The bulletproof Lady Duke didn’t fly in an era defined by Jane Fonda’s glittering aerobics outfits and superstyled hair. By the 1980s aerobic dancing had become the new fitness fad, inspiring women everywhere to pull on their leg warmers, lace up their Reeboks, and pogo around wearing colorful Lycra tanks. It was in this glamorous age that lingerie companies ventured onto the sports bra scene: Olga, Warner, Vanity Fair—these and other intimate apparel manufacturers began reaching for the growing athletic share of the market. They turned to Christine Haycock—aka Dr. Bra—for direction.
A softball player herself, Christine conducted pioneering research throughout the 1970s and 1980s that measured breast movement by observing women running on treadmills. Coaches and other sports officials were most concerned about women’s potential for injury. But Christine’s prime motivator was solving soreness because she personally experienced breast pain every time she pitched a game. “My mother suggested I try a maternity bra,” Christine muses. But instead of experimenting with bra design, as Lisa Lindahl did, Christine turned to science. As associate professor of surgery at the University of Medicine and Dentistry of New Jersey, Christine represented the needs of female athletes by serving on the American Medical Association’s Committee on Medical Aspects of Sports. She also conducted key studies investigating breast support and protection.
“On the one hand, the studies were debunking the myth that women shouldn’t be in contact sports because they’d hurt their breasts,” Christine says. “But on the other hand, the research gave credence to women’s complaints of breast pain.” In one study she actually measured the force of a breast in motion. “It was quite impressive,” she recalls. So when bra manufacturers started looking at Christine’s work and asking for her advice, she gave it freely: wide bottom bands for extra support and straps not so elastic that they let breasts bounce.
In response intimate apparel companies started making beefed-up everyday bras built for sport—not exactly ideal gear, but a sign that the needs of female athletes were moving into the mainstream. Even upstart Jogbra had grown big enough to attract corporate attention. Although its signature product remained essentially unchanged over the years, the company had expanded its line to offer a variety of designs, and in 1990 Playtex purchased Jogbra from Lisa and her partners.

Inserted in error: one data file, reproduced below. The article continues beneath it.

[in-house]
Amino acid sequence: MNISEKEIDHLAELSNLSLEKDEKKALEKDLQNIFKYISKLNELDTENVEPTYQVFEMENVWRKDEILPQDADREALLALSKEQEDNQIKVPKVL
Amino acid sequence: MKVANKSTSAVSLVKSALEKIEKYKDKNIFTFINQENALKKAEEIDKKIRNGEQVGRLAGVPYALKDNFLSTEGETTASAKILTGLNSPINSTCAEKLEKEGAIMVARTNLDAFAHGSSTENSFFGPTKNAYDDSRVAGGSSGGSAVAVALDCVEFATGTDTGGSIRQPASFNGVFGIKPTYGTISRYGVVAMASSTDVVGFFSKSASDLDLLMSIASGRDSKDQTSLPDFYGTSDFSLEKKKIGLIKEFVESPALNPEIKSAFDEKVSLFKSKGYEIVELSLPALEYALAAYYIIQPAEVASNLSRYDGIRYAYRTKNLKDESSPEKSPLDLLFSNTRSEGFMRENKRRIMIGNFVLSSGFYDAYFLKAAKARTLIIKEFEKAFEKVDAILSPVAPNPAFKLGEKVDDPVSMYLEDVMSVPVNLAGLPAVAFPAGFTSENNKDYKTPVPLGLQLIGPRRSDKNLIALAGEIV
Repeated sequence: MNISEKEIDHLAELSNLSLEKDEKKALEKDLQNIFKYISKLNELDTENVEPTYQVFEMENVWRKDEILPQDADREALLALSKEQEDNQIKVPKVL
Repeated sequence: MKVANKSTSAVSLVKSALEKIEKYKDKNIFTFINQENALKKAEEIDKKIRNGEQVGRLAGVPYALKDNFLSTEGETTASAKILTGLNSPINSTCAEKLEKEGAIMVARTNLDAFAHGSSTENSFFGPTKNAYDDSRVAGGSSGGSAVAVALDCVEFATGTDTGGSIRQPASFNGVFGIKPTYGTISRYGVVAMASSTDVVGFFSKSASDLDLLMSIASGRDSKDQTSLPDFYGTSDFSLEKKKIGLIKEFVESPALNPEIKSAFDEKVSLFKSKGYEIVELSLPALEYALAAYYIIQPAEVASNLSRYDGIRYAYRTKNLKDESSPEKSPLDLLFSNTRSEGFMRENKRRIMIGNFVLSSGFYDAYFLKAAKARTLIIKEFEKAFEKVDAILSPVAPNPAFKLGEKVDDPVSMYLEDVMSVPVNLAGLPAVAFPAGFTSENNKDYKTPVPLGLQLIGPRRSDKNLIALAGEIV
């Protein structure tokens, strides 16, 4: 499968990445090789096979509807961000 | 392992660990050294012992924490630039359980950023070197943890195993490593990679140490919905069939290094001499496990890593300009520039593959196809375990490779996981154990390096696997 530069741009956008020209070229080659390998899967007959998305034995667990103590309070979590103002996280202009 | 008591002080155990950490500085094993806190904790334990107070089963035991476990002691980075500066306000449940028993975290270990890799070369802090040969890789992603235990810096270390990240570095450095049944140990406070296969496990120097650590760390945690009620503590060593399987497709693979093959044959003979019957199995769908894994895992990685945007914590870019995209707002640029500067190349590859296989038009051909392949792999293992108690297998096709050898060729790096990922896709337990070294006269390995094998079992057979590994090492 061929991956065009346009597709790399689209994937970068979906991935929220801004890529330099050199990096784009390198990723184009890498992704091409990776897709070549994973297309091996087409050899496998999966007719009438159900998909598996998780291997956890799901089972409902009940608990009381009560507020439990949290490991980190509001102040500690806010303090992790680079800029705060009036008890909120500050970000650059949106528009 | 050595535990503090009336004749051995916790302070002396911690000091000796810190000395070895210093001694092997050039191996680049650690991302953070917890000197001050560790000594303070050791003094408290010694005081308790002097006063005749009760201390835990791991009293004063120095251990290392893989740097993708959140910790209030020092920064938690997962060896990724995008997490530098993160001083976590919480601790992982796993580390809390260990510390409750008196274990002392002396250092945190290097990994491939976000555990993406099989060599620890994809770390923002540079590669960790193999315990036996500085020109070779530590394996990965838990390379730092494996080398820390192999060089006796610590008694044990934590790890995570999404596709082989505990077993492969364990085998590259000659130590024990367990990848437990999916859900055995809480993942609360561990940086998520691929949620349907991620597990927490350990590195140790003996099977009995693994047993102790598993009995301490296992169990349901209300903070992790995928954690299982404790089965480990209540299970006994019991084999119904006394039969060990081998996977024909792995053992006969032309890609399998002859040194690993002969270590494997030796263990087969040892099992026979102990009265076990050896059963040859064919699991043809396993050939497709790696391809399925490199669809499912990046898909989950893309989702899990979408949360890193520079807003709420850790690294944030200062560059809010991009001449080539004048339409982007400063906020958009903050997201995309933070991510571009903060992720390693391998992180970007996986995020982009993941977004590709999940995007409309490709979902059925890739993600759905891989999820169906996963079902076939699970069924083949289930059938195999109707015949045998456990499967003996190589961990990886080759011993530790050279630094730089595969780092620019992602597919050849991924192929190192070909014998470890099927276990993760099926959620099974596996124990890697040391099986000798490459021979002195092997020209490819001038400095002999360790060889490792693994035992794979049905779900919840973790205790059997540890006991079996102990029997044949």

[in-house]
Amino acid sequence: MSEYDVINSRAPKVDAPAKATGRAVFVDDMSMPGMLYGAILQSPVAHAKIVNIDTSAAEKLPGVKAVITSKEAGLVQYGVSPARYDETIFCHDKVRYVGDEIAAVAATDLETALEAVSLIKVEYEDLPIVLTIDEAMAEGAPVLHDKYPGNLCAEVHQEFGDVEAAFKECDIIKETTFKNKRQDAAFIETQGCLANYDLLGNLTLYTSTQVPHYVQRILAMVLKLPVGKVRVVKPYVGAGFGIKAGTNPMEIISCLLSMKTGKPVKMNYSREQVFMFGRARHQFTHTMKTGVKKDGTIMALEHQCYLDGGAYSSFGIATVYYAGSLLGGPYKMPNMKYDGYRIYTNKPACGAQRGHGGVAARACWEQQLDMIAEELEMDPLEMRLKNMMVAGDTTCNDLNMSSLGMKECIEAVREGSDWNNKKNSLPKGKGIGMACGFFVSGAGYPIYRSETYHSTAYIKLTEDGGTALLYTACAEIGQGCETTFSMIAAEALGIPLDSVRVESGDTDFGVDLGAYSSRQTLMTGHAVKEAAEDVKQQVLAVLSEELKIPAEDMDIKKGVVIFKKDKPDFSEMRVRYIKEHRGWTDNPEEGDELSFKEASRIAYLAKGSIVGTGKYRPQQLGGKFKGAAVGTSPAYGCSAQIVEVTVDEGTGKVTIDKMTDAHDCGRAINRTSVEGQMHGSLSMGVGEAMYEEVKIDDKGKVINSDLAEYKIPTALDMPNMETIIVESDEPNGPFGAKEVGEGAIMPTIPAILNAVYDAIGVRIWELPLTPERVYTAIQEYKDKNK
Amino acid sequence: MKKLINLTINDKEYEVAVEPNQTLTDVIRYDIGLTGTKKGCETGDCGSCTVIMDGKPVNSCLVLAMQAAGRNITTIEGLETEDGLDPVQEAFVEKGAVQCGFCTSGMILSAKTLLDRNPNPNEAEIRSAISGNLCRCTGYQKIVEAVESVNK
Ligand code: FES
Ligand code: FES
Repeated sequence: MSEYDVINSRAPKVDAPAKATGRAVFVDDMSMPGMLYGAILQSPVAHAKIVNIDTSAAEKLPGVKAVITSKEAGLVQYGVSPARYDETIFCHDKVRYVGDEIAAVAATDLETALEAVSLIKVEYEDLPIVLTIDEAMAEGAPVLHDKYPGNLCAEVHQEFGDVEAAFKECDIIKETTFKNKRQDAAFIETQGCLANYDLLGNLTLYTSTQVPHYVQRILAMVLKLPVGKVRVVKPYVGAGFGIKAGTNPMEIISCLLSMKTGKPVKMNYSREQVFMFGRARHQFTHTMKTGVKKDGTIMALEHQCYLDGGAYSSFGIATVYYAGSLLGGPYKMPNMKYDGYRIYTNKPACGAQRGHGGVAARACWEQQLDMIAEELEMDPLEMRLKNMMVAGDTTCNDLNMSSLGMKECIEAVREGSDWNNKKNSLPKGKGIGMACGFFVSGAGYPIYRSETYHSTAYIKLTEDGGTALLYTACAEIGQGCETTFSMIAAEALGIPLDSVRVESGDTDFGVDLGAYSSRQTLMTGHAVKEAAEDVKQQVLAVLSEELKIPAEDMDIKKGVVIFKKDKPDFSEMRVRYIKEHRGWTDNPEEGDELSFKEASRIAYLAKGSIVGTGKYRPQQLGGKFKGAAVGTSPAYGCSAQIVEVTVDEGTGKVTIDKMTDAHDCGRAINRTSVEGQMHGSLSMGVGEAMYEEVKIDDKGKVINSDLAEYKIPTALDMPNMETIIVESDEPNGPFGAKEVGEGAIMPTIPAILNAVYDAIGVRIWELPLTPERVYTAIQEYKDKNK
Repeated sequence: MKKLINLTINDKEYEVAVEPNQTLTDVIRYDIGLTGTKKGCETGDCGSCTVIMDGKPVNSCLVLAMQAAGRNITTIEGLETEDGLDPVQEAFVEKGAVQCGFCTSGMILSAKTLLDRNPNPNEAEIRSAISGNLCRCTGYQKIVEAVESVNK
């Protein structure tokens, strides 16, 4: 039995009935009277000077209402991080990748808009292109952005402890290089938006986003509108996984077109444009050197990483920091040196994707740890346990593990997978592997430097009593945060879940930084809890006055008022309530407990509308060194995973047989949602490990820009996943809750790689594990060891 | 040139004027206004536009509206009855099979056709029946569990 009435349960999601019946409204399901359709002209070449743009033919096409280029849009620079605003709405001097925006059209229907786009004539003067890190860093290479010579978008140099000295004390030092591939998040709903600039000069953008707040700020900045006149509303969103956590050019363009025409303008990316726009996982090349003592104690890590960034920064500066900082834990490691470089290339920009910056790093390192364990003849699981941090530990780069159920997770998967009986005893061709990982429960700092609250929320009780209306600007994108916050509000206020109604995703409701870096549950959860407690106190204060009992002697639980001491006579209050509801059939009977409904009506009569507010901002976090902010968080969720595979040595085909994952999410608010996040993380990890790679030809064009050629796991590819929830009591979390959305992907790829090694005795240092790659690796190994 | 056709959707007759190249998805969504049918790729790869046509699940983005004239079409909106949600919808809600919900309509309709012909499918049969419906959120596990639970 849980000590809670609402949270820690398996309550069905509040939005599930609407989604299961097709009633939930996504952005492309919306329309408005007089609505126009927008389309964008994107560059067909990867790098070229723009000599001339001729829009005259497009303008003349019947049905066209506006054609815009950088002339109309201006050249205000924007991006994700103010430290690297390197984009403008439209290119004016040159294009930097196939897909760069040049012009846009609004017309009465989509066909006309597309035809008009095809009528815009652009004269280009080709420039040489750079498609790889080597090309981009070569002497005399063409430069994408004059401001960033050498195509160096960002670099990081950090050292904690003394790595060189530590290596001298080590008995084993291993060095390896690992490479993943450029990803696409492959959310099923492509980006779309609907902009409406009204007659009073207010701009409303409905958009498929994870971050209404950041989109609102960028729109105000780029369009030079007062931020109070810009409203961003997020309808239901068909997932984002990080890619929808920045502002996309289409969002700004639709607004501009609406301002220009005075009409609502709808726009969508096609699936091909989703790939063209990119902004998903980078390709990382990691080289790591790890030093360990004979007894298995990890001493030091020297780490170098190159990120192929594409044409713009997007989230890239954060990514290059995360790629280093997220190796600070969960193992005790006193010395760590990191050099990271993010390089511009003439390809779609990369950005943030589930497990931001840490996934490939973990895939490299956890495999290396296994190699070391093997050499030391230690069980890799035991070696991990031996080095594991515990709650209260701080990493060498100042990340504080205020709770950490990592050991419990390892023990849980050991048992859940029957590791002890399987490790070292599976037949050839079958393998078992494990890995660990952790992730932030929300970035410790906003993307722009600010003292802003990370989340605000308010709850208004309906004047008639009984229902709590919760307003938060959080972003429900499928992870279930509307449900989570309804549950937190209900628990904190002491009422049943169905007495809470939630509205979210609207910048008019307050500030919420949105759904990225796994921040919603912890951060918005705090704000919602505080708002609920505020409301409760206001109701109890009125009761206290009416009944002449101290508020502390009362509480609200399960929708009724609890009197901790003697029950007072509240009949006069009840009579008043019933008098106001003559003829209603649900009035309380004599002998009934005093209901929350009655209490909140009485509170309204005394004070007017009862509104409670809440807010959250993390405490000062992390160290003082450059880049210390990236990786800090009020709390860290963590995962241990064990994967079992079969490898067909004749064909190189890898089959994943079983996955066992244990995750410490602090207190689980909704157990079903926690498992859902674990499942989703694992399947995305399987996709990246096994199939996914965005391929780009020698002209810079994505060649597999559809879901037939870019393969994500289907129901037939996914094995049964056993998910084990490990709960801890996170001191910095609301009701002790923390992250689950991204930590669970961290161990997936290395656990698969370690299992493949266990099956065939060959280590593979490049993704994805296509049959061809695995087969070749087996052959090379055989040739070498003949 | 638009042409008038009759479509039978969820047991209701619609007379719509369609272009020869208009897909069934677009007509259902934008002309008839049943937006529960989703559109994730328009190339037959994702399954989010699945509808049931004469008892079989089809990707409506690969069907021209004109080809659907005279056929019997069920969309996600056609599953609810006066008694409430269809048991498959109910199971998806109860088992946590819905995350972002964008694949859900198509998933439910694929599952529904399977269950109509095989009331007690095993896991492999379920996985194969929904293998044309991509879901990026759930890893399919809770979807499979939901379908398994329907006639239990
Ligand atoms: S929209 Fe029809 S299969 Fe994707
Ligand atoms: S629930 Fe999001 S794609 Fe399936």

One segment of the female population, however, remained firmly on the periphery: large-breasted athletes. The pullover shelf-bra design established during the aerobics craze worked reasonably well for A and B cups but was woefully inadequate for D-plus sizes. “It was ridiculous,” says Renelle Braaten, a Montana hairdresser who struggled to contain her double-Ds while playing racquetball and volleyball. “Anything stretchy enough to fit over my head just let them bounce all over the place,” she says.
So in 1988 Renelle collaborated with her mother, an accomplished seamstress, and the two started from scratch to design something for well-endowed women. Renelle knew that her bra would need really strong, relatively nonelastic material; a crisscross design for better back support; exceptionally wide straps; and a front or back closure to zip ’em in tight. In fact, her first prototype did use a zipper, though she soon switched to hooks and eyes to achieve the supersnug fit she sought. Before long she’d dialed in a design that actually worked.
“It made a huge difference,” Renelle recalls. She stitched a few for herself, then for friends, and that set her wondering about the larger population. “I knew I was not the only DD out there,” says Renelle. “There had to be other women in the same position I’m in. And I knew if I could find them, they would love the bra.”
Renelle planned to sell her product to an existing company, but each manufacturer gave her the same response: “What can this crazy broad from Montana possibly offer that our fabulous designers haven’t already thought of?” Renelle recalls. They also doubted that there could be many large-breasted women in sports—a skepticism that never fails to spark Renelle’s indignation since she blames that dearth on inadequate gear. The rejections roused what Renelle calls her “Norwegian stubbornness” and inspired the hairdresser to bring the bra to market herself. A stroke of luck introduced her to freelance apparel designer Heidi Fisk, who made aesthetic improvements to Renelle’s bra and helped locate a product manufacturer. Renelle’s own savings funded Enell Incorporated, and the minimal startup cash made for a low-profile launch.